Common Core State Standards: Not Just Promises to Our Children
"These Standards are not intended to be new names for old ways of doing business. They are a call to take the next step. It is time for states to work together to build on lessons learned from two decades of standards based reforms. It is time to recognize that standards are not just promises to our children, but promises we intend to keep" (Common Core State Standards for Mathematics, Introduction, p. 5).
Back-to-school takes on a new meaning in 2012-2013. Many states will implement the Common Core State Standards. As the quote above mentions, standards are not new in K-12 education. In 1994, Dr. Andrew Porter wrote, "Almost no one believes that standard setting in and of itself will lead to school improvement. Direct efforts at school improvement, such as strengthening the teacher corps and improving curriculum materials, need to follow" (p. 446). It is important to remember that implementing the Common Core State Standards will require ongoing professional development, risk taking, communication, and a mindset of College and Career Readiness for all students. As Dr. Porter wrote in 1994, the implementation of standards will not change teaching and learning in the United States. 2012-2013 marks the beginning of a new generation of standards. Does your school district have an implementation timeline? How will teachers receive ongoing support as they implement new standards? How do you plan to measure the implementation process? What is your district's communication plan for families and stakeholders?
"Educators must decide if they will work together collectively and collaboratively to overcome the inevitable barriers they will confront or if they will simply say the task is too hard and the challenges too great for them to do what they know must be done to support high levels of learning for all students. Will they expend their energy explaining why it cannot be done in their setting, or will they work together to do it" (DuFour, DuFour, Eaker, & Karhanek, 2010, p. 206). I wish you and your professional learning team the best as we work together to impact the next generation.
As your school and district staff begin the implementation process, you may benefit from the following resources.
Developing a Common Core Vision
Learning Forward (as published in Education Week)
The standards are not a vision; they define outcomes. When districts and state departments of education take the time to envision what successful standards implementation looks like, it gives them a resource to measure progress, guide actions, and stay on course.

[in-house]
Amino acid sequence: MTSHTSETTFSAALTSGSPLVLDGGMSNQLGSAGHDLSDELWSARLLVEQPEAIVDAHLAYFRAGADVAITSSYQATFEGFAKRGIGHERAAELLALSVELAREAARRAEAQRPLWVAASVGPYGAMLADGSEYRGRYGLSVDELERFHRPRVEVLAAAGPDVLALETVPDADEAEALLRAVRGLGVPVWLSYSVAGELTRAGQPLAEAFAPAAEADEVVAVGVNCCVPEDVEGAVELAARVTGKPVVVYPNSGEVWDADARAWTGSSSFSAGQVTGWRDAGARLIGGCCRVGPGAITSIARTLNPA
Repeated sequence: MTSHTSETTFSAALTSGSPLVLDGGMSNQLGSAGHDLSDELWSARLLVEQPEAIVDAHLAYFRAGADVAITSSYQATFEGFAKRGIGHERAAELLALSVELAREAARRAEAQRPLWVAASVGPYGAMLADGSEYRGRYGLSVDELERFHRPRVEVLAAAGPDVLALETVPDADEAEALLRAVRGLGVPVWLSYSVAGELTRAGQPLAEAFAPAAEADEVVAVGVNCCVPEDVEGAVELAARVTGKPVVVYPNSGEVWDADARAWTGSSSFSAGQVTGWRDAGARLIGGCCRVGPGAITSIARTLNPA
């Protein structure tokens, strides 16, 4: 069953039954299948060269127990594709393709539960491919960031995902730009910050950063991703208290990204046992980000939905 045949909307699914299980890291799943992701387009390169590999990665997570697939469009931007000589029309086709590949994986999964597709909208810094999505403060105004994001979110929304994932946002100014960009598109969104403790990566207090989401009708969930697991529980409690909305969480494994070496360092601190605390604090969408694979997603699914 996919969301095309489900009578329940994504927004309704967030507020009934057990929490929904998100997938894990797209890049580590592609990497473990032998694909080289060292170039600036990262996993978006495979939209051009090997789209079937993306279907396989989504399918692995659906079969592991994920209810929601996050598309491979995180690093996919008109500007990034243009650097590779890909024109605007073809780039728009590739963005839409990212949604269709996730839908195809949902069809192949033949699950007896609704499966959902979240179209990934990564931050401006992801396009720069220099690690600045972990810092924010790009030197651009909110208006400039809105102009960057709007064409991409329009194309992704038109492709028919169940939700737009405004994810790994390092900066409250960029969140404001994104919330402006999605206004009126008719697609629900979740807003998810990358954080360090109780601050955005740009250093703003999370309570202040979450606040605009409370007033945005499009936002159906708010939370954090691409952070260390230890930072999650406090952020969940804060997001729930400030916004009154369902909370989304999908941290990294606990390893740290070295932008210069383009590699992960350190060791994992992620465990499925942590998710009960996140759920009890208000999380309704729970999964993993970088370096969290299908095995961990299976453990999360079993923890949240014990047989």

Common Core for School Leaders
Michael Fisher and Steven Weber
School leaders must create a schedule which allows for continuous improvement, rather than hoping teachers will meet before and after school. The schedule that school administrators create reflects a matter of priorities and curriculum development should be a priority.
How Will You Prepare to Make Shift Happen in 2012-2013?
As districts begin implementing the Common Core State Standards, district leaders need to develop processes and short term wins. It is easier to make shifts happen when all stakeholders can see the Big Picture.
Curriculum Developers should ask these questions in order to create a purposeful curriculum.
Learning Targets: Classroom teachers should have a great amount of flexibility when it comes to 'how' to teach key concepts and skills, but 'what' to teach should be clearly defined by the team. It is unethical to allow some students to 'end up someplace else.'
The Fear of Failure
Failure is part of the learning process. If K-12 schools are going to make the instructional shifts required by the Common Core State Standards, then failure will be part of the implementation process.
What Are Your Three Circles?
Do educators in your school have a Hedgehog Concept? (Jim Collins) The Three Circles activity may indicate that there are numerous programs and initiatives among buildings in a school district, but many of the initiatives seem to be in conflict with each other.
Standards do not tell teachers how to teach, but they help teachers figure out the knowledge and skills their students should have so that teachers can build the best lessons and environments for their classrooms. Standards also help students and parents by setting clear and realistic goals for success. Standards are a first step – a key building block – in providing our young people with a high-quality education that will prepare them for success in college and work. Of course, standards are not the only thing that is needed for our children’s success, but they provide an accessible roadmap for our teachers, parents, and students.